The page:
Wednesday, May 04, 2005

On Leaving, Part Two

One last look down at the Potomac River from the American Legion Bridge.


The two weeks that I spent at home in DC in March were some of the best weeks I have had there since I moved to Austria. I would have thought that it would be a lot more depressing, a lot more tragic, a lot more difficult. However, I was so focused on enjoying every last second of being there that all of those fears were unnecessary. The days before the movers came to pack up our stuff were stressful but somehow really great days. The entire family was home most of the time because everyone had packing to do. We would sit around, sifting through forgotten photographs and childhood drawings (My brother had made a 'certificate' that read: "This is to certify that G.A. [our dad] has completed his work test. He is now a boss."), reminiscing about everything we have been through as a family and all the great times we have had in DC. Seeing as that there are six family members in my family, it does not happen very often that everyone is actually at home and, even if that is the case, we are usually spread about the house, doing our own thing. This time was different. We all had to get things done together and that worked really well.

I guess what I am trying to say is that good-byes can be managed. I kept ignoring that vision of driving away from the house, looking back at it, knowing that I would not come back. Instead, I for once simply lived in the moment, and it was the best thing I could have done. I enjoyed every second of being home and then, once I was back in Vienna, I enjoyed being back, the amazing spring weather, the great friends waiting for me, the new apartment yearning to be turned into home. I just tried to skip that moment of having to leave. The hardest part was (were?) the minutes before departing for the airport. I stood in various rooms, feeling helpless, knowing this would be the last time I would be there, the last time I would look out that window, that I would not come back. I still wanted to hold on, did not want to let go. And that is when the tears came. As my Mom and I drove away from the house, I looked back. The moment I feared so much had arrived. And it was not the way I had imagined it to be. Those last minutes inside the house were the worst, but once I stepped into the car, once we started driving away, I felt unexpectedly unattached. Suddenly, it really was just a house. I knew everything would be fine, that it will be amazing to have my family in the same city, that I really can make Vienna be my second home. And, as simple as that, I left.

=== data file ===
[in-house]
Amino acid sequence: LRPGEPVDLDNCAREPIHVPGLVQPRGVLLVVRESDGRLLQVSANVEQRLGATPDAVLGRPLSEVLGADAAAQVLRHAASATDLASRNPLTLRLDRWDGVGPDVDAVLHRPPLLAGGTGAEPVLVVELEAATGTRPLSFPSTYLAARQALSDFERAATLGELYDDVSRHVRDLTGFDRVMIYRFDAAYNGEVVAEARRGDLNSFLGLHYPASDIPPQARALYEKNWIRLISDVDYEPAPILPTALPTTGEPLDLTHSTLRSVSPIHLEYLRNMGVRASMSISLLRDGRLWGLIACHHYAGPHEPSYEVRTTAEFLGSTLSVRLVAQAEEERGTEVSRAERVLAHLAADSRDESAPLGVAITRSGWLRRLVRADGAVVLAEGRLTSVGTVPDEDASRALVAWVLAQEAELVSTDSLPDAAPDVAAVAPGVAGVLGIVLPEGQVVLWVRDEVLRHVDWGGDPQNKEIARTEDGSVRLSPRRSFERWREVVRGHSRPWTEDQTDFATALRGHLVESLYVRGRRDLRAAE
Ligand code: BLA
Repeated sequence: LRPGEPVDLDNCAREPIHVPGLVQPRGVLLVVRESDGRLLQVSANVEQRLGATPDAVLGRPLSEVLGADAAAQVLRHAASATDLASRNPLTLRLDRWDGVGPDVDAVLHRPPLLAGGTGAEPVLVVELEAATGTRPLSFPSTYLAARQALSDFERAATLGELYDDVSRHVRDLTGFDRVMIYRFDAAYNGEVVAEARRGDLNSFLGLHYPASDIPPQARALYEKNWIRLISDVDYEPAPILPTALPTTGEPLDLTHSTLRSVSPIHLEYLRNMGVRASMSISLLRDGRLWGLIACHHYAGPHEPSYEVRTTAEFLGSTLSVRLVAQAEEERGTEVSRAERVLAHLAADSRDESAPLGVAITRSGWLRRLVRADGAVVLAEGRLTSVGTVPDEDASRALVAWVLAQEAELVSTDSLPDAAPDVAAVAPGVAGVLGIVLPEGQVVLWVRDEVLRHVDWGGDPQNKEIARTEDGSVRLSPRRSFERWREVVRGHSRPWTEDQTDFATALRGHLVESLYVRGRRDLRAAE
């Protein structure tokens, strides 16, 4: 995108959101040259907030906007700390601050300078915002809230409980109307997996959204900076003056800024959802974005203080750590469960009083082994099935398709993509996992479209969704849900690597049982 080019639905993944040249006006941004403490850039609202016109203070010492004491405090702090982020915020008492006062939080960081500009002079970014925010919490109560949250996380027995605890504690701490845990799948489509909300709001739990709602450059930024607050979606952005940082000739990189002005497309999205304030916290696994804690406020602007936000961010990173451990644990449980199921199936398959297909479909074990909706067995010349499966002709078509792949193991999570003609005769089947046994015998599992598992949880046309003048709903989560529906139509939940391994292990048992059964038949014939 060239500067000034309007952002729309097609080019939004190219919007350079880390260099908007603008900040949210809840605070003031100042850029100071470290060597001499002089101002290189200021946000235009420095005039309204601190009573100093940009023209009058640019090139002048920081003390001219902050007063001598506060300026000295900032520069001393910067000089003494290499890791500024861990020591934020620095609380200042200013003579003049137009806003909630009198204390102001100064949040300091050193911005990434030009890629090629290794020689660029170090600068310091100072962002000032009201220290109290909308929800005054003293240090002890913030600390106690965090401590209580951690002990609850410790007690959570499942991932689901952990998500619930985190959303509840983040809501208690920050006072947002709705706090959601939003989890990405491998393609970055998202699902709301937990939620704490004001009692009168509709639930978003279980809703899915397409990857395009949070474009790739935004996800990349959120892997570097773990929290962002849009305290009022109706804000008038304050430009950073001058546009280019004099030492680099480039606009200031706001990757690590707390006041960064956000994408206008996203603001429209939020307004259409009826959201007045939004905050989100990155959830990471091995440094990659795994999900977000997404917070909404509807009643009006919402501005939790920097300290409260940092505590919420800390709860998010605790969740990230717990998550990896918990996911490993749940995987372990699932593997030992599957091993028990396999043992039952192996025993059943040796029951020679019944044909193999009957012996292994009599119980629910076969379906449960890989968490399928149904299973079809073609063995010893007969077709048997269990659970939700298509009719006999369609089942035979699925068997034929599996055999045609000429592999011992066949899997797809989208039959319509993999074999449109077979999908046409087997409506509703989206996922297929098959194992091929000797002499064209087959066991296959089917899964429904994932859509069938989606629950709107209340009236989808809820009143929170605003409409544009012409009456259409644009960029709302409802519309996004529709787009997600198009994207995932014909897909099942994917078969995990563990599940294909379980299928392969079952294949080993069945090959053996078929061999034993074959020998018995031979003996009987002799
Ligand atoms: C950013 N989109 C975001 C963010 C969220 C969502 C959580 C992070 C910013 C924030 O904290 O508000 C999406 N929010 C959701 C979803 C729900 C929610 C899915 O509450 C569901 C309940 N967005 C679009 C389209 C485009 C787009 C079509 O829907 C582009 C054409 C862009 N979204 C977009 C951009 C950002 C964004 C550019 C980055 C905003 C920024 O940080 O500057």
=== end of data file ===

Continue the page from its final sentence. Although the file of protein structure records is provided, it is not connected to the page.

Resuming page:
Sometimes I wonder if I am in some kind of denial. What if I am just ignoring how much I miss home, how hard it will be to never go back? Can it really be that I am managing like this? What if it all simply has not yet sunk in? Maybe at some point, in a year or so, I will realize that I really cannot go back, that I really am not that happy in Vienna, that I wish everything could be the way it used to be? I am hoping that this will not be the case. I have tried very hard to deal with this move, to think it all through, to figure out how I really feel about it.

I do have to admit though that it wasn't all peaches and cream. There were some hard moments as well, but they were not associated with moving so much, but with the whole notion of living between two continents, of calling two places so far apart home. No matter where I am, America or Austria, there is always a bit of home missing. But that’s life, I consider myself to be very lucky to have had the chance of living in two such different places. I would not ever be able to choose between just one.